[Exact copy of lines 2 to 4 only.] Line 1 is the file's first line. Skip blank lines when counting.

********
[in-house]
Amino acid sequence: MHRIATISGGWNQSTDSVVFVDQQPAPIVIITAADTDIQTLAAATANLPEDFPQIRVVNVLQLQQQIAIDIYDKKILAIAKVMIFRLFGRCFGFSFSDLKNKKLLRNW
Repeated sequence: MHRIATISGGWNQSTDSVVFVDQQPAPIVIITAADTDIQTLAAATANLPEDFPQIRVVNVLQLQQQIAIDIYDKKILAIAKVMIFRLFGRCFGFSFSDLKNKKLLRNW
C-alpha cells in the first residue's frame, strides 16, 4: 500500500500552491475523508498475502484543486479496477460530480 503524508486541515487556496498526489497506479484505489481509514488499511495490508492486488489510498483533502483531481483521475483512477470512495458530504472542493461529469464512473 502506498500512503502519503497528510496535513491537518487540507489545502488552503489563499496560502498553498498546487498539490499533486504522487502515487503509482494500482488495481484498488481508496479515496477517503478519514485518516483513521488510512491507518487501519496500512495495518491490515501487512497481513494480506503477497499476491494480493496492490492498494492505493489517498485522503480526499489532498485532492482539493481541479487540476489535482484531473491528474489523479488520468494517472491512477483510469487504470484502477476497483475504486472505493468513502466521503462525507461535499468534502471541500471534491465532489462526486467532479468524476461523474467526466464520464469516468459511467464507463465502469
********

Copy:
Amino acid sequence: MHRIATISGGWNQSTDSVVFVDQQPAPIVIITAADTDIQTLAAATANLPEDFPQIRVVNVLQLQQQIAIDIYDKKILAIAKVMIFRLFGRCFGFSFSDLKNKKLLRNW
Repeated sequence: MHRIATISGGWNQSTDSVVFVDQQPAPIVIITAADTDIQTLAAATANLPEDFPQIRVVNVLQLQQQIAIDIYDKKILAIAKVMIFRLFGRCFGFSFSDLKNKKLLRNW
C-alpha cells in the first residue's frame, strides 16, 4: 500500500500552491475523508498475502484543486479496477460530480 503524508486541515487556496498526489497506479484505489481509514488499511495490508492486488489510498483533502483531481483521475483512477470512495458530504472542493461529469464512473 502506498500512503502519503497528510496535513491537518487540507489545502488552503489563499496560502498553498498546487498539490499533486504522487502515487503509482494500482488495481484498488481508496479515496477517503478519514485518516483513521488510512491507518487501519496500512495495518491490515501487512497481513494480506503477497499476491494480493496492490492498494492505493489517498485522503480526499489532498485532492482539493481541479487540476489535482484531473491528474489523479488520468494517472491512477483510469487504470484502477476497483475504486472505493468513502466521503462525507461535499468534502471541500471534491465532489462526486467532479468524476461523474467526466464520464469516468459511467464507463465502469